Another example comes from a successful dental practice. When you think about going to the dentist, it’s an unpleasant thought isn’t it? Given that, the Unique Core Differentiator of this business becomes all the more powerful. The first line of the practice’s booklet gives the real essence of the difference—‘Our aim is to make you enjoy coming to see us.’
Not too many dentists say that. And the differences go further, so much so that this dentist has essentially created a ‘dental restaurant.’ When you enter the practice (and you can only do that if you’ve been referred by another client), you’re met by a person called a ‘Director of Wonderful’ (rather than a receptionist or dental nurse), who hands you a menu! In fact, the dental practice is so different that its Unique Core Differentiators are clearly articulated in a 12-page booklet given to every client!
So, once again, the Unique Core Differentiator does make this practice stand out AND has invaded the way the entire business operates.
A builder takes the lead in a price-competitive market.
The most frustrating issue for most building clientele is that the deadline is hardly ever met. One good way to really stand out in a crowd is to promise to finish on time. But that promise must be powerful to be believable. This particular builder advertised that he would actually pay $100 for every day he went over the targeted completion date.
Interestingly, that’s what you have to do to get a builder’s license in that particular region. However, nobody else was promoting it this way! Probably because, unlike this builder, the other businesses weren’t structured in a way that meant they’d never go over the deadline. So if the other builders had promoted that fact, it probably would have cost them a fortune!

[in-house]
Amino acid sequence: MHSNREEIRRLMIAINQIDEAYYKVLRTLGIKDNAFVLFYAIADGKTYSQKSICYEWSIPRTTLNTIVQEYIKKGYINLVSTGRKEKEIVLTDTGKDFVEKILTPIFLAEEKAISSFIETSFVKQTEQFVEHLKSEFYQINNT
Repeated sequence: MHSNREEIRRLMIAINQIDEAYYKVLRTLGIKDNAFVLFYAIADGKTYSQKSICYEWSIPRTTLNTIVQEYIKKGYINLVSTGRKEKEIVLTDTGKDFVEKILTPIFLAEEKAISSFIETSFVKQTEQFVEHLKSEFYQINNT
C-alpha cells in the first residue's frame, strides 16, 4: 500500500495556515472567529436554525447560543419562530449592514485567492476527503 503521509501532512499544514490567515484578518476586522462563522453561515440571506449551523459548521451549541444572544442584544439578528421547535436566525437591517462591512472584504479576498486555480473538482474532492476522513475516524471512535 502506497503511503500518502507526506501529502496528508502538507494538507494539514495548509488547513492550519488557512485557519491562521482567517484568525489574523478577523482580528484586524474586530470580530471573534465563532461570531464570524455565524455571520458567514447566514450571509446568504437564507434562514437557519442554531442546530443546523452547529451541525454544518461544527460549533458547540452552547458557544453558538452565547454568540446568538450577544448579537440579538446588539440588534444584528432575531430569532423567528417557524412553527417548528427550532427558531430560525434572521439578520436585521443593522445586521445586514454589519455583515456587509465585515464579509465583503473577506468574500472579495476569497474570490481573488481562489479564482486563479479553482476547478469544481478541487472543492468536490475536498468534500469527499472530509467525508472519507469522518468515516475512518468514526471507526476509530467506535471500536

Retailer outsells competitor thanks to a strong Unique Core Differentiator.
Many supermarkets have in-store delicatessen, bakery, fruit and vegetable, and butcher sections. In the past, business was lost in these areas because customers preferred to buy those specific goods from specialist retailers, who tended to offer better quality products.
One of the greatest issues for customers is freshness of product. Many tended to think the smaller stores had fresher product because they bought in smaller quantities. And that was often true.
Given all of that, one large supermarket chain decided to promote itself as ‘the fresh food people’ AND improve the quality and freshness of the products offered. The retailer promoted its Unique Core Differentiator through all advertising and marketing material and by creating systems to ensure that the products lived up to the promise of being ‘the fresh food people.’ This huge positioning shift helped the business generate higher overall sales than its closest competitor.